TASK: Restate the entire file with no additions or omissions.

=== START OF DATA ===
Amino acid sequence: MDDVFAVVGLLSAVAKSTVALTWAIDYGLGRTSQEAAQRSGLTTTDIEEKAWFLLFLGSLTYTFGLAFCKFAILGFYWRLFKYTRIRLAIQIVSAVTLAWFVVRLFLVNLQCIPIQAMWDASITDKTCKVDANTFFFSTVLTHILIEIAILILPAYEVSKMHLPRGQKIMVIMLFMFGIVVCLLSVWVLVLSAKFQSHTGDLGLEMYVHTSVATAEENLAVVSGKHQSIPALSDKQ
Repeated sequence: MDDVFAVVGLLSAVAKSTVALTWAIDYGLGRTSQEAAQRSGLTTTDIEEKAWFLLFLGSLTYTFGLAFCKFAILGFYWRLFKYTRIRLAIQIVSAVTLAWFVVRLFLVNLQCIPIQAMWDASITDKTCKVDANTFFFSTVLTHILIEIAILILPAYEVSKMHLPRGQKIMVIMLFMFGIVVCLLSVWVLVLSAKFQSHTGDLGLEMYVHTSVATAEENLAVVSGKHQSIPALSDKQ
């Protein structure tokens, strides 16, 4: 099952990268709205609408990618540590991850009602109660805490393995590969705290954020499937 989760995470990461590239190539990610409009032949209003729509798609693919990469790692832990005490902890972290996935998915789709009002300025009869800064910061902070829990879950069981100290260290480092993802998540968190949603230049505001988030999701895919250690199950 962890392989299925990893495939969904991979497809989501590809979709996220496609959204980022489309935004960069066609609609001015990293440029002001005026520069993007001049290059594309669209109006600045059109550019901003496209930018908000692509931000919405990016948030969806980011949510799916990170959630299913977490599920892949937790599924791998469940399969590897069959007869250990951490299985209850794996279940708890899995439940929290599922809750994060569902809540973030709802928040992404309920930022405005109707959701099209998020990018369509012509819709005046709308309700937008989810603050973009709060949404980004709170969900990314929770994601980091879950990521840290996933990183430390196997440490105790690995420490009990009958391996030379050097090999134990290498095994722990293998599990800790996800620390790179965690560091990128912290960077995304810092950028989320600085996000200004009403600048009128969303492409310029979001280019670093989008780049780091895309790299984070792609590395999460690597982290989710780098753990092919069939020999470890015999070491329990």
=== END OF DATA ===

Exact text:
Amino acid sequence: MDDVFAVVGLLSAVAKSTVALTWAIDYGLGRTSQEAAQRSGLTTTDIEEKAWFLLFLGSLTYTFGLAFCKFAILGFYWRLFKYTRIRLAIQIVSAVTLAWFVVRLFLVNLQCIPIQAMWDASITDKTCKVDANTFFFSTVLTHILIEIAILILPAYEVSKMHLPRGQKIMVIMLFMFGIVVCLLSVWVLVLSAKFQSHTGDLGLEMYVHTSVATAEENLAVVSGKHQSIPALSDKQ
Repeated sequence: MDDVFAVVGLLSAVAKSTVALTWAIDYGLGRTSQEAAQRSGLTTTDIEEKAWFLLFLGSLTYTFGLAFCKFAILGFYWRLFKYTRIRLAIQIVSAVTLAWFVVRLFLVNLQCIPIQAMWDASITDKTCKVDANTFFFSTVLTHILIEIAILILPAYEVSKMHLPRGQKIMVIMLFMFGIVVCLLSVWVLVLSAKFQSHTGDLGLEMYVHTSVATAEENLAVVSGKHQSIPALSDKQ
């Protein structure tokens, strides 16, 4: 099952990268709205609408990618540590991850009602109660805490393995590969705290954020499937 989760995470990461590239190539990610409009032949209003729509798609693919990469790692832990005490902890972290996935998915789709009002300025009869800064910061902070829990879950069981100290260290480092993802998540968190949603230049505001988030999701895919250690199950 962890392989299925990893495939969904991979497809989501590809979709996220496609959204980022489309935004960069066609609609001015990293440029002001005026520069993007001049290059594309669209109006600045059109550019901003496209930018908000692509931000919405990016948030969806980011949510799916990170959630299913977490599920892949937790599924791998469940399969590897069959007869250990951490299985209850794996279940708890899995439940929290599922809750994060569902809540973030709802928040992404309920930022405005109707959701099209998020990018369509012509819709005046709308309700937008989810603050973009709060949404980004709170969900990314929770994601980091879950990521840290996933990183430390196997440490105790690995420490009990009958391996030379050097090999134990290498095994722990293998599990800790996800620390790179965690560091990128912290960077995304810092950028989320600085996000200004009403600048009128969303492409310029979001280019670093989008780049780091895309790299984070792609590395999460690597982290989710780098753990092919069939020999470890015999070491329990």